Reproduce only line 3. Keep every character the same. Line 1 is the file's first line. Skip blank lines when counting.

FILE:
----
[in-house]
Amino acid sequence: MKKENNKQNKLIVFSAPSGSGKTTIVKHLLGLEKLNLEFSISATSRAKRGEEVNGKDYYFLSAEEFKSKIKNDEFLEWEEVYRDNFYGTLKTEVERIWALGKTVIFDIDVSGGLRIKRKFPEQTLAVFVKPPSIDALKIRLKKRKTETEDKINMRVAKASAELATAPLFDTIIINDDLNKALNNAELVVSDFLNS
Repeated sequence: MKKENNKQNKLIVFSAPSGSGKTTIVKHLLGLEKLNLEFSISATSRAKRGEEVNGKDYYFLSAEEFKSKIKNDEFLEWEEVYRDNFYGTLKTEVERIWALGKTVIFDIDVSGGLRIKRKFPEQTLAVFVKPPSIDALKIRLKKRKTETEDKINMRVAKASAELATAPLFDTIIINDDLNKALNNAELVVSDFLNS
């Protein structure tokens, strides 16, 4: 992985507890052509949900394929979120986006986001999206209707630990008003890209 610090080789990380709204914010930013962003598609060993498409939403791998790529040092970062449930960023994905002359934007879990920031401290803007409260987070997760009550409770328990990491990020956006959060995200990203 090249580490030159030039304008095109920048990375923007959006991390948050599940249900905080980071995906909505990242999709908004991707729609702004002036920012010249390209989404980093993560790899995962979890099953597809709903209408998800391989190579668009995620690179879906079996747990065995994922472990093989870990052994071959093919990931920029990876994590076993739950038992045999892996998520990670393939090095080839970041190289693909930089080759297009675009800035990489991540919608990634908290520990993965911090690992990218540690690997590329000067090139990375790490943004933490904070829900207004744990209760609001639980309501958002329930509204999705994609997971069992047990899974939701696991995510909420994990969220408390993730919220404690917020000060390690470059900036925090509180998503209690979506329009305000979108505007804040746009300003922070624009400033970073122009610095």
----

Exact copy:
Repeated sequence: MKKENNKQNKLIVFSAPSGSGKTTIVKHLLGLEKLNLEFSISATSRAKRGEEVNGKDYYFLSAEEFKSKIKNDEFLEWEEVYRDNFYGTLKTEVERIWALGKTVIFDIDVSGGLRIKRKFPEQTLAVFVKPPSIDALKIRLKKRKTETEDKINMRVAKASAELATAPLFDTIIINDDLNKALNNAELVVSDFLNS